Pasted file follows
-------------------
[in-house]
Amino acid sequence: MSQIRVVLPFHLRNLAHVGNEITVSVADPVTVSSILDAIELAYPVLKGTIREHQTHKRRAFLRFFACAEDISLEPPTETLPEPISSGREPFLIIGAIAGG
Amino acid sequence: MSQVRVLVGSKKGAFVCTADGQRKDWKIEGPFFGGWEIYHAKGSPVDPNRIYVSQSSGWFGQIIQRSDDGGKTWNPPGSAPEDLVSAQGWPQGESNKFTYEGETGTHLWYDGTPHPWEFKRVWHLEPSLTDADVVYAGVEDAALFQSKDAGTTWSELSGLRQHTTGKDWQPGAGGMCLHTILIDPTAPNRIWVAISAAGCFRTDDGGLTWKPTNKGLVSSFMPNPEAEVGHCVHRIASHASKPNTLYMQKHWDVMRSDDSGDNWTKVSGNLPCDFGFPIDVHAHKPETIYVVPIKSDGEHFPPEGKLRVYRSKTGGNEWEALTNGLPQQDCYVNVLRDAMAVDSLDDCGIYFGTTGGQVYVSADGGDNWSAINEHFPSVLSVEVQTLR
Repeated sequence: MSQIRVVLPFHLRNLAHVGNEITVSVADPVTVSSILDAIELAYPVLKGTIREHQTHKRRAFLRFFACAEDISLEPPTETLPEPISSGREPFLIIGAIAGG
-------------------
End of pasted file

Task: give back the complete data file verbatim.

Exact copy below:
[in-house]
Amino acid sequence: MSQIRVVLPFHLRNLAHVGNEITVSVADPVTVSSILDAIELAYPVLKGTIREHQTHKRRAFLRFFACAEDISLEPPTETLPEPISSGREPFLIIGAIAGG
Amino acid sequence: MSQVRVLVGSKKGAFVCTADGQRKDWKIEGPFFGGWEIYHAKGSPVDPNRIYVSQSSGWFGQIIQRSDDGGKTWNPPGSAPEDLVSAQGWPQGESNKFTYEGETGTHLWYDGTPHPWEFKRVWHLEPSLTDADVVYAGVEDAALFQSKDAGTTWSELSGLRQHTTGKDWQPGAGGMCLHTILIDPTAPNRIWVAISAAGCFRTDDGGLTWKPTNKGLVSSFMPNPEAEVGHCVHRIASHASKPNTLYMQKHWDVMRSDDSGDNWTKVSGNLPCDFGFPIDVHAHKPETIYVVPIKSDGEHFPPEGKLRVYRSKTGGNEWEALTNGLPQQDCYVNVLRDAMAVDSLDDCGIYFGTTGGQVYVSADGGDNWSAINEHFPSVLSVEVQTLR
Repeated sequence: MSQIRVVLPFHLRNLAHVGNEITVSVADPVTVSSILDAIELAYPVLKGTIREHQTHKRRAFLRFFACAEDISLEPPTETLPEPISSGREPFLIIGAIAGG